I can understand the pull toward what is familiar, and the desire to remain in one's heritage. It is incredibly difficult to give up something that has been part of your life for so long. The problem is that you really cannot be both a Catholic and a Baptist. If I was a betting person, I would be willing to bet that neither your Catholic priest nor Baptist pastor would allow you to remain in good standing as a member in either congregation. If you told them you'd joined (or remained in) the other church, they'd be likely to remove your membership in theirs!
But we digress. The (much more important) issue here is whether a born again Christian should remain in the Catholic denomination. The RCC does retain some orthodox doctrines (one God, Jesus as God, etc.), and there are sincere individuals who identify as Catholic who truly believe Jesus is God and desire to serve Him. It takes more than just an acknowledgement that Jesus is God - more than a belief in a single God - to be a Believer, however - to be saved. James 2:19 tells us "Thou believest that there is one God; thou doest well: he devils also believe, and tremble..."...but the devils are not believers in Christ. Neither are humans who, no matter how well-intentioned, have not come to God as He has directed - by faith alone, trusting in His grace alone in Christ's finished work on the cross.
The RCC organization denies Christ's finished work on the cross, teaching instead the false doctrine of the perpetual sacrifice of the mass. They lift Mary (Queen of Heaven - that's a false goddess in the Bible!) up as co-Mediatrix with Christ, in opposition to the Bible which states that "there is one man and one mediator between God & man... Christ Jesus." They repudiate the clear teaching of grace alone, through faith alone (Ephesians 2:8-9), and add a works requirement to salvation (Romans 3:20). In the Council of Trent, the defining doctrinal council of the RCC, which was reinforced by Vatican II, they have damned those who have trusted Christ alone in obedience to the Bible. Take a look at this list: https://carm.org/council-trent-canons-justification That means that if you have trusted Christ alone, by grace through faith, for salvation, the RCC has condemned you. By their own teachings, you cannot be a Catholic and a born-again Christian.
The fact that the RCC gets some things right, in no way excuses the fact that they get the most important things wrong. How many sincere people that desired to know and serve God have been led to an eternity in hell because of the RCC teachings? Such an organization is no place for a Bible-believer to be. This is not a matter of salvation. This is a matter of obedience to God's word. Think of the blasphemous teachings that are perpetrated through the Mass - can you truly bear to be present, and to be silent, knowing how many people are being led astray through this liturgy? Will not your presence encourage others to stay, or to come, and possibly lead to them being led astray as well?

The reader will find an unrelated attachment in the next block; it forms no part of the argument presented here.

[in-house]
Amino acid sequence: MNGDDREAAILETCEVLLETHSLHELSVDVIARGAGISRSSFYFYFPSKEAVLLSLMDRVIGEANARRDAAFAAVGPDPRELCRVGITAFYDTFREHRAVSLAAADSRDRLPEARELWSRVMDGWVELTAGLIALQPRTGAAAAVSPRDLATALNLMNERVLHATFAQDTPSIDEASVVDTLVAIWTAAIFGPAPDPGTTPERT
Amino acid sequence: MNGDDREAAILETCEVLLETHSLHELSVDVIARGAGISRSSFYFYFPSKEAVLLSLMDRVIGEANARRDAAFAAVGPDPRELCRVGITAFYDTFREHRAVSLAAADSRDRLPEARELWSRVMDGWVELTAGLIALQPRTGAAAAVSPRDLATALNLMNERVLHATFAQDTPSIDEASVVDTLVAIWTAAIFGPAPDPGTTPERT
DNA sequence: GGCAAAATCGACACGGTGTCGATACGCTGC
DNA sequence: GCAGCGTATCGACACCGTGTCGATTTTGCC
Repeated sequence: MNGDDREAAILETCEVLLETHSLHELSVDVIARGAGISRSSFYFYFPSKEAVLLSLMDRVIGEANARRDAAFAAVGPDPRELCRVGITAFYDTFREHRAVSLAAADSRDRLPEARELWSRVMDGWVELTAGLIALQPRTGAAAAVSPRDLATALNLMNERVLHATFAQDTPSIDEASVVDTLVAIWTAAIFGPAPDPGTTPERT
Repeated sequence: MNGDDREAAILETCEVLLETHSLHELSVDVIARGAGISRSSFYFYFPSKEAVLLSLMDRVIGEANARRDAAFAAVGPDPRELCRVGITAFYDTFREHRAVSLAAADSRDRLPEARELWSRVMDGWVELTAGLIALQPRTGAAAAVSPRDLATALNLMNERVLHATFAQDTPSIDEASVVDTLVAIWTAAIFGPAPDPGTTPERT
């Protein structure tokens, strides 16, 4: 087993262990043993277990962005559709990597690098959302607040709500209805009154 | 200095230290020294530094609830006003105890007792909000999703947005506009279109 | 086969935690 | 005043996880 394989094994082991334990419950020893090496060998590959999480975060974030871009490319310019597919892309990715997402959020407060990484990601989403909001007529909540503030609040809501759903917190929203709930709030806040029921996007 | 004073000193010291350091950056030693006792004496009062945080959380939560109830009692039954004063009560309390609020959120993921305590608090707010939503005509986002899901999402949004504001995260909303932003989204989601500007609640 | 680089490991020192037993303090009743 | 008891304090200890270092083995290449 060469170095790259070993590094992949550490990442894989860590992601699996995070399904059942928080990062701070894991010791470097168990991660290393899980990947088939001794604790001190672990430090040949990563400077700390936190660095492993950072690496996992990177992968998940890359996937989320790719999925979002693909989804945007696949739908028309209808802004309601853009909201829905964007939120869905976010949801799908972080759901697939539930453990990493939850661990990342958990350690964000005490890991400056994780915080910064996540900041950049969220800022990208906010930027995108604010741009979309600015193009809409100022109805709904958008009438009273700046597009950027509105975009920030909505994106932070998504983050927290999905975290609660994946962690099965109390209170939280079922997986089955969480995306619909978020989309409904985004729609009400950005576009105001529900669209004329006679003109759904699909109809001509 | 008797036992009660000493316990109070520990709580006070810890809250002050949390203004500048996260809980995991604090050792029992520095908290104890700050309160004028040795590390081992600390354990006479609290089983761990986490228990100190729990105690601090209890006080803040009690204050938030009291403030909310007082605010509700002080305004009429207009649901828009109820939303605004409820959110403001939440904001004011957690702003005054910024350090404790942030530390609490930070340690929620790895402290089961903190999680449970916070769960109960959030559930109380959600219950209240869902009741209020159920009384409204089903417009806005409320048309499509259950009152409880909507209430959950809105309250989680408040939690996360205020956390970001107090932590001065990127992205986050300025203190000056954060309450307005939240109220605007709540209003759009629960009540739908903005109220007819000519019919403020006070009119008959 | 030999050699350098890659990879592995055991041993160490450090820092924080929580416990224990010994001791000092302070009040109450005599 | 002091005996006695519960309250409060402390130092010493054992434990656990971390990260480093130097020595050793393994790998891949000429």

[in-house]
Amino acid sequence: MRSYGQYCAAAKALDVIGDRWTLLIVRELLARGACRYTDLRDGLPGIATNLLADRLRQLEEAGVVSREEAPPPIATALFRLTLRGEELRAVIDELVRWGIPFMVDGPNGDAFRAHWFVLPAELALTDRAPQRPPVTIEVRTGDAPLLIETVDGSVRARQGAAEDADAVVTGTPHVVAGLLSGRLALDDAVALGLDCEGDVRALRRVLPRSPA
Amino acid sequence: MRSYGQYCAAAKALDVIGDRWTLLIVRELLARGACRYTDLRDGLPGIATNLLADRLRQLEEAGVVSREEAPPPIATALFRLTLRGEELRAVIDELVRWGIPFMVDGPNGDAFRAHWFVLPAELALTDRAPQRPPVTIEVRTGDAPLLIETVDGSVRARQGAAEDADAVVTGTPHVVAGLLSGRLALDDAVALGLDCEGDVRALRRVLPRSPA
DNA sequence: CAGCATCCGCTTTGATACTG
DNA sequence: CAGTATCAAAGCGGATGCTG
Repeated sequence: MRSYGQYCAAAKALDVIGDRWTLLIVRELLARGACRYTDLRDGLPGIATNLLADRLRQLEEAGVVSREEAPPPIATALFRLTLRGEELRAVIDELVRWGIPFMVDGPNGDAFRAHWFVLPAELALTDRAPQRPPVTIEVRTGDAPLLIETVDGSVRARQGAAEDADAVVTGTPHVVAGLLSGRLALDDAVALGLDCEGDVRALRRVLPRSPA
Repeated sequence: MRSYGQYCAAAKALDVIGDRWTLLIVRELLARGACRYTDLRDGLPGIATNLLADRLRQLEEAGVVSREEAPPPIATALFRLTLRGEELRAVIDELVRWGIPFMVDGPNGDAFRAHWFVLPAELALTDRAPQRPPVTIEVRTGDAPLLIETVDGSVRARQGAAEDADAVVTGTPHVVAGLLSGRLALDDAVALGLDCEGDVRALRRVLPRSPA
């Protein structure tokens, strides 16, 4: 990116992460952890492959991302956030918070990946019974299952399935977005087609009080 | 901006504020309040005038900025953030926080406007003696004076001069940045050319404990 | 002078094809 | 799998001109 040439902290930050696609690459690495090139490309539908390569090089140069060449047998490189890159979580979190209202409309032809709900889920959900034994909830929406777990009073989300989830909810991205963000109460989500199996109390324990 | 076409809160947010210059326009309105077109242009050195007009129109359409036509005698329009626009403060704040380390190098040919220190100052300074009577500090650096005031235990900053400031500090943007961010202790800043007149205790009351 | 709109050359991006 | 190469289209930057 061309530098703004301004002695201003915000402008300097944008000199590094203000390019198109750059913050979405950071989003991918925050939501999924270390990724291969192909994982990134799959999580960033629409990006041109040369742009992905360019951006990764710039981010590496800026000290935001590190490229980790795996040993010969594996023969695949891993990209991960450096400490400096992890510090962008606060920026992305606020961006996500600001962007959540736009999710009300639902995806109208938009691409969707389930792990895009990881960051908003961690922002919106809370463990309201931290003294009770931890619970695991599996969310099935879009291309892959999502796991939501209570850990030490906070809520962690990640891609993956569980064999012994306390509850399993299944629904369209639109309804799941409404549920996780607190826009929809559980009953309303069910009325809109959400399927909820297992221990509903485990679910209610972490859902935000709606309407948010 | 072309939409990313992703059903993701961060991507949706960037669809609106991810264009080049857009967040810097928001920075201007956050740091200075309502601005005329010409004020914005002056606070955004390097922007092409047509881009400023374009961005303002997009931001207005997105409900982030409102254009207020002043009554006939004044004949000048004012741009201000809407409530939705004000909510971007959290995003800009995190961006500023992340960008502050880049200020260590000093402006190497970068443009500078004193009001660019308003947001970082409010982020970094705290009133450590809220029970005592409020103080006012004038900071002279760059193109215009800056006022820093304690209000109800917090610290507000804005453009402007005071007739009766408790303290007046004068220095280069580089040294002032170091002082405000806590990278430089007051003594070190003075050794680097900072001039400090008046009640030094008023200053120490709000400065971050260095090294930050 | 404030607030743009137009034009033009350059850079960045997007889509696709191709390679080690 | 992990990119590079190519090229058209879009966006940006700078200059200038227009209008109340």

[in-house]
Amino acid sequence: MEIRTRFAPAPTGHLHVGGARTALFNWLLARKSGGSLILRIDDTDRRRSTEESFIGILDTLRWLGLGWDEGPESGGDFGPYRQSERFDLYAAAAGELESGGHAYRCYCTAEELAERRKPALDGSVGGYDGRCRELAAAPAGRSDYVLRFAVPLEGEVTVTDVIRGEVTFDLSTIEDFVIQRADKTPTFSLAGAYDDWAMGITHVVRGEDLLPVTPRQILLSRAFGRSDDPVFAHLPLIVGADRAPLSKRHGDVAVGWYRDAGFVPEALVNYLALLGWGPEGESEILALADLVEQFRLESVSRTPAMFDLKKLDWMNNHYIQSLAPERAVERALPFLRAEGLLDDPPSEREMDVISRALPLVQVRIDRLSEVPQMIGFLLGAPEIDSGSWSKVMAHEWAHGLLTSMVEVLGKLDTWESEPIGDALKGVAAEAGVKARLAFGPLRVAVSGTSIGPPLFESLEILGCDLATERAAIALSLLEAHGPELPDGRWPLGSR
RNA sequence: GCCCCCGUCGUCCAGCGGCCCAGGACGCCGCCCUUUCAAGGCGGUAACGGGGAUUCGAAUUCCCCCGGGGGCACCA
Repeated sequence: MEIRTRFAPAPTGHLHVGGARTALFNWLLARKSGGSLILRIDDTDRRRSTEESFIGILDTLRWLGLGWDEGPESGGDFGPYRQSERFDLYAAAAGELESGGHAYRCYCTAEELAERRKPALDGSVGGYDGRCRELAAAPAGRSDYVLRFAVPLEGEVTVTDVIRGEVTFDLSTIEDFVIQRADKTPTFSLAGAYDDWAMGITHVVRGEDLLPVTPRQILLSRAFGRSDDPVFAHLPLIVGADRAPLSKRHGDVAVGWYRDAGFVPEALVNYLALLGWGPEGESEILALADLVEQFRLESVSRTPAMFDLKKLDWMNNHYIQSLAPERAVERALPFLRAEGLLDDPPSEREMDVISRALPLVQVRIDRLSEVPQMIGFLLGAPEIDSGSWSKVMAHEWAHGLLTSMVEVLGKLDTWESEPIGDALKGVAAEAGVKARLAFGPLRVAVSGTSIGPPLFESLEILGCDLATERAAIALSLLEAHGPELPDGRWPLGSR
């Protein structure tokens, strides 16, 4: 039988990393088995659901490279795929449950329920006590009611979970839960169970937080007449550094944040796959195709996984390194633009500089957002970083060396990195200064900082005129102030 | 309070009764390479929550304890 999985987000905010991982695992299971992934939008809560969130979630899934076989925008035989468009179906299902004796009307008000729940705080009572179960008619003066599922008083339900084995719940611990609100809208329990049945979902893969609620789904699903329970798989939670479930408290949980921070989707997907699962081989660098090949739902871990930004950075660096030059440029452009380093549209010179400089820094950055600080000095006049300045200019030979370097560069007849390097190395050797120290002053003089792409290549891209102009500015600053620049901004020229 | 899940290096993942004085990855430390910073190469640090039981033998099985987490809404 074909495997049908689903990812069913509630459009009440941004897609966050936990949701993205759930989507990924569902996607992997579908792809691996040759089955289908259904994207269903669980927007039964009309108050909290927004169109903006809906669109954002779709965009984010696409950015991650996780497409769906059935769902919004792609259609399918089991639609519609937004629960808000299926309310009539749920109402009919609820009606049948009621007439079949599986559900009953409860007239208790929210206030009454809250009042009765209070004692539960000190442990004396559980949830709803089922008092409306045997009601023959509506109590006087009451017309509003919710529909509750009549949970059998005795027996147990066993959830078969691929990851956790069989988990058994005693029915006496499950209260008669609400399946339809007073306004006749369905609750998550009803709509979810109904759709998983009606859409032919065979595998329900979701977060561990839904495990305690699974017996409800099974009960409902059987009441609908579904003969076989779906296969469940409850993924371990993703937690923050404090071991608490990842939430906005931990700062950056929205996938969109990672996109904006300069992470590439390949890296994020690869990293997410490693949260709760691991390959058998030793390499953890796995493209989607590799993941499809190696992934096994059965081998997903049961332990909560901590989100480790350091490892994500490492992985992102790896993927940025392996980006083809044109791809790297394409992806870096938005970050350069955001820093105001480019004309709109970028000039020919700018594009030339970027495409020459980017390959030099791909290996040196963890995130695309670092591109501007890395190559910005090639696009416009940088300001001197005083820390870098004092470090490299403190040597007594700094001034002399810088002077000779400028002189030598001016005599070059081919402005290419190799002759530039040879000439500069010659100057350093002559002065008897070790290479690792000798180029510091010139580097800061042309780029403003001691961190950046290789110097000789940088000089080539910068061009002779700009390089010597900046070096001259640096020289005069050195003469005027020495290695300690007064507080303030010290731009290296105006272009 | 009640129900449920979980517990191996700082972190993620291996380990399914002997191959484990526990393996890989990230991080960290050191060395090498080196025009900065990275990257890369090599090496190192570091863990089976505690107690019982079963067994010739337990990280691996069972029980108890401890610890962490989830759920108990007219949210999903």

John, if you will be patient with me a bit longer, something you said concerns me. You replied to HappyChristian that you knew you were growing in Christ because you attended Baptist services, fellowshipped with people, and were involved in the ministries. As we grow we will, yes, desire to serve God - desire to be at church to hear His Word - and desire to fellowship with other believers. And these things are good. The activities themselves, however, are not growth - but merely the evidence of it. Our growth is internal - a love for Christ, a love for His Word, a desire to spend time with Him in prayer & the Word, the desire to obey Him in personal obedience and ministry to others, the desire to share the truth with others, and an abhorrence for false doctrine. You've come from a background that emphasizes works. Some of us (myself included) also have a natural tendency to prioritize works over the internal fellowship with Christ. Please be careful not to allow works to define your relationship with Christ. It is by faith we come to Him, and by faith we grow. All our own righteousnesses, done in our own strength, are as filthy rags to Him. That verse applies not only to salvation, but also to our service after salvation.
I truly hope that it does not seem to you that we are 'piling on' you here. That is not our intent. We are truly and greatly concerned for you, and desire to see you grow in Christ.